- SPONSORED -
A review of women’s football in the lower North Island has resulted in a number of structural changes to women’s club football in 2017.
Capital Football (CF) hired private company Peter Dale Management to conduct a review of women’s football across the lower North Island in 2016. Lisa Jones, CF’s Operations Manager, described the process as “a player focused review” that involved “players, coaches, and people who are actively involved in the game.”
She stated that “every club was contacted.”
CF used the recommendations of the review to initiate changes, including a commitment to disestablish the Women’s Central League (WCL) and replace it with a six-team Women’s Premier League (WPL), and to remove promotion/relegation for the Women’s premier league for at least two years.
A number of clubs and players have raised questions about the process, many of whom were not aware of, or involved in, the review.
North Wellington, Petone, Victoria University, Brooklyn Northern Union, Karori, Wests, and Kapiti Coast United teams sent a collective letter to CF, asking, “were there representatives of all clubs questioned / interviewed? […] What recommendations of the review that are to be adopted are not outlined in the November 4 letter?”
CF spokesperson Richard Reid responded, suggesting the clubs had “made many unsubstantiated ‘allegations’ as to the validity of the review and therefore its integrity.”
He stated: “I am sorry if that is how you view CF and the way it operates but you are entitled to your opinion […] we also ‘get it’ that all that is being proposed/enacted […] will cause some angst amongst some clubs who feel it is ‘unfair’, again this is the nature of these things.”
The content of new rules have also caused concern. Prior to the review, teams at the end of each season were able to either move up if they had won their current league, or move down if they had lost their current league.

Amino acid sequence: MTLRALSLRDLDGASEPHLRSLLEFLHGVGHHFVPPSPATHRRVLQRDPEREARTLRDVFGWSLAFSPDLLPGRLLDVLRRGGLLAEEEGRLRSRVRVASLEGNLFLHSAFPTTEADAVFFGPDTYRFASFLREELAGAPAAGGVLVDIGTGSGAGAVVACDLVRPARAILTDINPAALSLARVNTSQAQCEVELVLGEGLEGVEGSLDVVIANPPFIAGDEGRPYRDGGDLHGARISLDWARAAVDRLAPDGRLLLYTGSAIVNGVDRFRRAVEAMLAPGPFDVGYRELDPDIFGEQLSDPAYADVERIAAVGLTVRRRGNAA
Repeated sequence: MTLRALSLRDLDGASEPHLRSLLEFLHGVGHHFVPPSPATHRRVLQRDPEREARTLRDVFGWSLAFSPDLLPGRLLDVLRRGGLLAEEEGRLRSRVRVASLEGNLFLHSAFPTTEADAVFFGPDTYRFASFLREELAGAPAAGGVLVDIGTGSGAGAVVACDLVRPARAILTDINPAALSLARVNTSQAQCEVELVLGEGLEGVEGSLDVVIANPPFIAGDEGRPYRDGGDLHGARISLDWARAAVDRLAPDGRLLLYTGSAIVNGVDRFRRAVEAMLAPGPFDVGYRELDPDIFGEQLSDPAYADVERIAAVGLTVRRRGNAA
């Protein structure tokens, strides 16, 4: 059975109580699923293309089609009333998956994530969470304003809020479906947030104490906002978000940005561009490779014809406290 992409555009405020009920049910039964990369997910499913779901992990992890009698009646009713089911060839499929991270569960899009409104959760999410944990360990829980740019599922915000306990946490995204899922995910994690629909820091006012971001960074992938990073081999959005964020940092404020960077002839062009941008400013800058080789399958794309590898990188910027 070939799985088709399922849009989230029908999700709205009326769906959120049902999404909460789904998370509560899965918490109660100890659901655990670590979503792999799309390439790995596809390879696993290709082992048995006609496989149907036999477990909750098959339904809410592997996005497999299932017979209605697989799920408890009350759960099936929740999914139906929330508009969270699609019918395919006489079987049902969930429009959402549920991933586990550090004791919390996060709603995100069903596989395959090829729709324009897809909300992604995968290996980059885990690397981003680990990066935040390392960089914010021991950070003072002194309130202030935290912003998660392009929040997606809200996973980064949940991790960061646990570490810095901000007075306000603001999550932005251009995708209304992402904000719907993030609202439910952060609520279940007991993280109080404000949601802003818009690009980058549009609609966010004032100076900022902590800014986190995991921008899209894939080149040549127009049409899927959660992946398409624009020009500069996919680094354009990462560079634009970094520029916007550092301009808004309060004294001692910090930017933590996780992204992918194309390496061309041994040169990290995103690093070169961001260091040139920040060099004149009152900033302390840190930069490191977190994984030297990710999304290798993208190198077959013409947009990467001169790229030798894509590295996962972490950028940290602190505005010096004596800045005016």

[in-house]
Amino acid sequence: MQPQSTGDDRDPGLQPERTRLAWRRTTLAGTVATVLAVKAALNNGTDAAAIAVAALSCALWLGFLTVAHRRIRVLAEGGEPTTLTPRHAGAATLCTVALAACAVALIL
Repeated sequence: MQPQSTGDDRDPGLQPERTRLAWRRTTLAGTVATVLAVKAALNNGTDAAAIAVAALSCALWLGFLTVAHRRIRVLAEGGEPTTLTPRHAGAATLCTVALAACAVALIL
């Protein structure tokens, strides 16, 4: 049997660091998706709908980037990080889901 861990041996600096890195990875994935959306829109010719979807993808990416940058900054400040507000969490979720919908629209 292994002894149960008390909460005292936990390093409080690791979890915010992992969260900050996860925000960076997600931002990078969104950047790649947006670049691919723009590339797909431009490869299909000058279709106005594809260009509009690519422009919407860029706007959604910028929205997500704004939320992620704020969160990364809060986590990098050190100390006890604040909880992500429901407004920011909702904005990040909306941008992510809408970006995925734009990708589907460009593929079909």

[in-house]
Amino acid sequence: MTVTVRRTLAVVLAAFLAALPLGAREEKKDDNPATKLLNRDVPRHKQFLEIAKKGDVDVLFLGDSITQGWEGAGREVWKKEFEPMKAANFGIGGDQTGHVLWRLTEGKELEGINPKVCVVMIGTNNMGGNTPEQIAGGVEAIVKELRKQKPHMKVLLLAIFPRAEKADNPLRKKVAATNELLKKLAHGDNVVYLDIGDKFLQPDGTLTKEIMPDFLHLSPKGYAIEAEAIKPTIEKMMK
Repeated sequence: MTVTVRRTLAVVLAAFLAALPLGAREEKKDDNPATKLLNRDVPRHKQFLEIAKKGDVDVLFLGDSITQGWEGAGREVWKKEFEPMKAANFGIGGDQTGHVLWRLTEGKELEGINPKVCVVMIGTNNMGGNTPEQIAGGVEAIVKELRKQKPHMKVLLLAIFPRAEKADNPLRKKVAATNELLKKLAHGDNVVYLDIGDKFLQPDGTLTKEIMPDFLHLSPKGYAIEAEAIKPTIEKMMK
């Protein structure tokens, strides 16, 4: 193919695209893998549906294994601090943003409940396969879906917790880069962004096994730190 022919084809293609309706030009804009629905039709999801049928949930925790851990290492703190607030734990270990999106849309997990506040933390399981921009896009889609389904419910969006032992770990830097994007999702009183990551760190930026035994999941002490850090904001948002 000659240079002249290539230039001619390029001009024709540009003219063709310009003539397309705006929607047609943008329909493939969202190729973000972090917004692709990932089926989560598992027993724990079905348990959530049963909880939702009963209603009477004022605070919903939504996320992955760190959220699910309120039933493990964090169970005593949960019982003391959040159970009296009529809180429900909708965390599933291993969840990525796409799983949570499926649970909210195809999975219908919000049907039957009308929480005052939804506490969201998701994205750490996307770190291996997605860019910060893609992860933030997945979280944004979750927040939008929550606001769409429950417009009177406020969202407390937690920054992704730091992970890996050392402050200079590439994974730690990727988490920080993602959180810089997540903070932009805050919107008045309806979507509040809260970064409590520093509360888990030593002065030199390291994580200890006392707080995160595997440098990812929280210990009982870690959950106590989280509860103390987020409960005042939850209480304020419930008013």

A player from a Victoria University’s Women’s team, who wished to remain anonymous, spoke with Salient, saying, “it’s just unfair that we don’t get the opportunity to challenge ourselves and move up to a higher league.”
“What if we’re better than the worst team in this new league? They can’t be moved down, and we can’t be moved up. It doesn’t make any sense.”
In addition, players from outside Wellington who seek to play in the WPL would likely need to travel to the Wellington region to do so, as five of these teams — Wairarapa, Wellington United, Seatoun, Upper Hutt, and Stop Out — are from the greater Wellington region.
The anonymous Victoria University’s Women’s team player reflected that “these changes would never be suggested, let alone introduced, in men’s football.” The changes follow a number of instances of alleged sexism in the industry.
A player from the New Zealand national league, who chose to remain anonymous so as not to jeopardise her career, said to Salient, “players in the women’s national team are expected to train full time, but aren’t paid nearly enough.”
“They end up having to train full time, and work nights just to make ends meet. The women’s team perform far better on the world stage than the men’s team, so the funding should be placed there first.”
Hope Solo, who played for US women’s national soccer team until 2016, garnered media attention after coming forward to complain about a disparity in resource quality between women’s and men’s teams.
Solo posted a photo of worn grass at the Boca Raton stadium in Florida, writing “this is what the top two women’s teams in the world will play on tomorrow night. #EqualMeansEqual.”